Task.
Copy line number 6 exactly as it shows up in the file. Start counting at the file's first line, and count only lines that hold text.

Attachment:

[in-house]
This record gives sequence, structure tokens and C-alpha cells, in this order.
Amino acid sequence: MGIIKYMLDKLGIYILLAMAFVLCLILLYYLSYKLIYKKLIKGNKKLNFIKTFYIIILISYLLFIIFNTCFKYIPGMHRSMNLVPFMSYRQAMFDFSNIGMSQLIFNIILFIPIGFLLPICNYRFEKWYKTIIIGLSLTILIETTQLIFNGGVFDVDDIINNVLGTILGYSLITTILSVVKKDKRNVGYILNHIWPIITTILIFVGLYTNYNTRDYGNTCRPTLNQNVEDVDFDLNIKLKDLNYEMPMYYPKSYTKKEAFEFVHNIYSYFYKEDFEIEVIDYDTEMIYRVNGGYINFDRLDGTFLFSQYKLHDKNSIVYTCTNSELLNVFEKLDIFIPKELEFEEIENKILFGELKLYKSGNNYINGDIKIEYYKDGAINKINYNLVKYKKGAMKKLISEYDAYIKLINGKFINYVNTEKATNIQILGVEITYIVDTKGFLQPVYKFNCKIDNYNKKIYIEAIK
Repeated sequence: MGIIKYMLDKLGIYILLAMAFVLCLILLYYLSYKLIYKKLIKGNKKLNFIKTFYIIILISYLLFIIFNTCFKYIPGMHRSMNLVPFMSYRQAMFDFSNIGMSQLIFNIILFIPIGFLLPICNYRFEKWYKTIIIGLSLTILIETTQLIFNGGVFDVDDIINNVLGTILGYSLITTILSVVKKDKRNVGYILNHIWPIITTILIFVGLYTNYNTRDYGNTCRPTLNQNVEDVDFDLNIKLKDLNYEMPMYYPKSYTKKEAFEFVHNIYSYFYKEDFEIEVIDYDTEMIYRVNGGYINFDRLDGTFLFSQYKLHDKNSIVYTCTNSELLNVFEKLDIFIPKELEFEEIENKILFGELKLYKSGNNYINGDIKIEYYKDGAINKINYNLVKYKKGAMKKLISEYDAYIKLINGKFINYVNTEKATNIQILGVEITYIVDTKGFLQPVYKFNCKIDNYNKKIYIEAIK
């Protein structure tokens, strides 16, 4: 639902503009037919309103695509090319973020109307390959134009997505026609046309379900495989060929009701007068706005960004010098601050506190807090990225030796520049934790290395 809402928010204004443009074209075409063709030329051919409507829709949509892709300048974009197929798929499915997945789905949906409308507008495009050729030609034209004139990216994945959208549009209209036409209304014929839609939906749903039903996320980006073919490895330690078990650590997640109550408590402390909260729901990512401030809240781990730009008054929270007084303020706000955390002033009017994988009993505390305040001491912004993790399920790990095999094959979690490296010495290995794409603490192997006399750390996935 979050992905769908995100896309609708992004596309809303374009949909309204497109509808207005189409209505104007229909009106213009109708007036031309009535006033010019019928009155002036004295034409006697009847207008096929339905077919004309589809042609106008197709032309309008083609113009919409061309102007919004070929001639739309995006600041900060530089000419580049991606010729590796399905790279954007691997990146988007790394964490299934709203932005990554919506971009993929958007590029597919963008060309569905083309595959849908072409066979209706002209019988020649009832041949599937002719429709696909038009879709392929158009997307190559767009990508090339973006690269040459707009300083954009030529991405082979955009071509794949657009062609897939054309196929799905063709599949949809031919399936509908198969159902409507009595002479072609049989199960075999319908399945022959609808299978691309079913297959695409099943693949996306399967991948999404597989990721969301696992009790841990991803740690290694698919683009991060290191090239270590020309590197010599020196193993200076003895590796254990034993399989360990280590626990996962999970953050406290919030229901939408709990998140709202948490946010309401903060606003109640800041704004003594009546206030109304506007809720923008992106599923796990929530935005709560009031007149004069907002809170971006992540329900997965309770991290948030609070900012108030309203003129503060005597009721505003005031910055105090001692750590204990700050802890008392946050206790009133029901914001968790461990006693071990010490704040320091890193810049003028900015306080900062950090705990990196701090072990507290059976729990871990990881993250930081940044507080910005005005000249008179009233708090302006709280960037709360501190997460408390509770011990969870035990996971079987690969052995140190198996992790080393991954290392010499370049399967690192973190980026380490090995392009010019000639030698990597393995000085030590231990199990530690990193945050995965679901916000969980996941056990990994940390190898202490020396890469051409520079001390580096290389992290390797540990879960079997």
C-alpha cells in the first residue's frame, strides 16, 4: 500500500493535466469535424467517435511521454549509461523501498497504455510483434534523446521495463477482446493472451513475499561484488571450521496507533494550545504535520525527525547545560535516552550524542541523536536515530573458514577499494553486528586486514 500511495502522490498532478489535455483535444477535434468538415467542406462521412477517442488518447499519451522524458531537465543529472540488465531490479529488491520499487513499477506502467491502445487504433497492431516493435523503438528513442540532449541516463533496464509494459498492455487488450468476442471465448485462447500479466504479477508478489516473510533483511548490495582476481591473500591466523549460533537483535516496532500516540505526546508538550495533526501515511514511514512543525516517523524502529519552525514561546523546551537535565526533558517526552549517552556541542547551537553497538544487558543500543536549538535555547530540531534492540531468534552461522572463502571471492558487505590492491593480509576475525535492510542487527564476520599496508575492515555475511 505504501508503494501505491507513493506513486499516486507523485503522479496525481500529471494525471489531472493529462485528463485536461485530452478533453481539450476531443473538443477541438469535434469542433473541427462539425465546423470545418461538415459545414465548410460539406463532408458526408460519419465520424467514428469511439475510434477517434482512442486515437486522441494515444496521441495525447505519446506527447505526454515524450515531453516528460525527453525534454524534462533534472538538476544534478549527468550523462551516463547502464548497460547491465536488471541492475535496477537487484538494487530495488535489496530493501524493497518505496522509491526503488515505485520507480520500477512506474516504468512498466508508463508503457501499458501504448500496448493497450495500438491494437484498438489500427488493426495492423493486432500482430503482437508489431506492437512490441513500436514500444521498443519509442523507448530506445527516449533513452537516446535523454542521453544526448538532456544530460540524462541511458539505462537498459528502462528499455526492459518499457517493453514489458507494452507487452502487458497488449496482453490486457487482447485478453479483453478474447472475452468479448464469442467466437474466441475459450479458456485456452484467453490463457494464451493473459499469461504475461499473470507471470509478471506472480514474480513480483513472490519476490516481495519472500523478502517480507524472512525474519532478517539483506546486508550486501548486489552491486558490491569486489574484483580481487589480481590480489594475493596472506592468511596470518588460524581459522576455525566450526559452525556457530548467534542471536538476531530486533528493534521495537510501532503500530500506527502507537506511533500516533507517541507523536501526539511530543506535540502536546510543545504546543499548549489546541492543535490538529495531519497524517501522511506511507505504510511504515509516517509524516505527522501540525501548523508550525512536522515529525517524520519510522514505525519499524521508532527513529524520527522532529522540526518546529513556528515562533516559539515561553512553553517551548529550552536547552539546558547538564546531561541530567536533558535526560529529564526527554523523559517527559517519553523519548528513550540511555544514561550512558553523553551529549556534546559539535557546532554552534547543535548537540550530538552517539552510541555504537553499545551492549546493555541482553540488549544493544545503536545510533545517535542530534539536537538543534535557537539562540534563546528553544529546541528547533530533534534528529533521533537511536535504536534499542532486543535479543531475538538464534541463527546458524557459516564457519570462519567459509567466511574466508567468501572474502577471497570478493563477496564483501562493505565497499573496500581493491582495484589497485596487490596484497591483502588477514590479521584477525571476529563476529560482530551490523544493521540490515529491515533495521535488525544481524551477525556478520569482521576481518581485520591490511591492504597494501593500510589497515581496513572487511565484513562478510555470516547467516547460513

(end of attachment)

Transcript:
C-alpha cells in the first residue's frame, strides 16, 4: 500500500493535466469535424467517435511521454549509461523501498497504455510483434534523446521495463477482446493472451513475499561484488571450521496507533494550545504535520525527525547545560535516552550524542541523536536515530573458514577499494553486528586486514 500511495502522490498532478489535455483535444477535434468538415467542406462521412477517442488518447499519451522524458531537465543529472540488465531490479529488491520499487513499477506502467491502445487504433497492431516493435523503438528513442540532449541516463533496464509494459498492455487488450468476442471465448485462447500479466504479477508478489516473510533483511548490495582476481591473500591466523549460533537483535516496532500516540505526546508538550495533526501515511514511514512543525516517523524502529519552525514561546523546551537535565526533558517526552549517552556541542547551537553497538544487558543500543536549538535555547530540531534492540531468534552461522572463502571471492558487505590492491593480509576475525535492510542487527564476520599496508575492515555475511 505504501508503494501505491507513493506513486499516486507523485503522479496525481500529471494525471489531472493529462485528463485536461485530452478533453481539450476531443473538443477541438469535434469542433473541427462539425465546423470545418461538415459545414465548410460539406463532408458526408460519419465520424467514428469511439475510434477517434482512442486515437486522441494515444496521441495525447505519446506527447505526454515524450515531453516528460525527453525534454524534462533534472538538476544534478549527468550523462551516463547502464548497460547491465536488471541492475535496477537487484538494487530495488535489496530493501524493497518505496522509491526503488515505485520507480520500477512506474516504468512498466508508463508503457501499458501504448500496448493497450495500438491494437484498438489500427488493426495492423493486432500482430503482437508489431506492437512490441513500436514500444521498443519509442523507448530506445527516449533513452537516446535523454542521453544526448538532456544530460540524462541511458539505462537498459528502462528499455526492459518499457517493453514489458507494452507487452502487458497488449496482453490486457487482447485478453479483453478474447472475452468479448464469442467466437474466441475459450479458456485456452484467453490463457494464451493473459499469461504475461499473470507471470509478471506472480514474480513480483513472490519476490516481495519472500523478502517480507524472512525474519532478517539483506546486508550486501548486489552491486558490491569486489574484483580481487589480481590480489594475493596472506592468511596470518588460524581459522576455525566450526559452525556457530548467534542471536538476531530486533528493534521495537510501532503500530500506527502507537506511533500516533507517541507523536501526539511530543506535540502536546510543545504546543499548549489546541492543535490538529495531519497524517501522511506511507505504510511504515509516517509524516505527522501540525501548523508550525512536522515529525517524520519510522514505525519499524521508532527513529524520527522532529522540526518546529513556528515562533516559539515561553512553553517551548529550552536547552539546558547538564546531561541530567536533558535526560529529564526527554523523559517527559517519553523519548528513550540511555544514561550512558553523553551529549556534546559539535557546532554552534547543535548537540550530538552517539552510541555504537553499545551492549546493555541482553540488549544493544545503536545510533545517535542530534539536537538543534535557537539562540534563546528553544529546541528547533530533534534528529533521533537511536535504536534499542532486543535479543531475538538464534541463527546458524557459516564457519570462519567459509567466511574466508567468501572474502577471497570478493563477496564483501562493505565497499573496500581493491582495484589497485596487490596484497591483502588477514590479521584477525571476529563476529560482530551490523544493521540490515529491515533495521535488525544481524551477525556478520569482521576481518581485520591490511591492504597494501593500510589497515581496513572487511565484513562478510555470516547467516547460513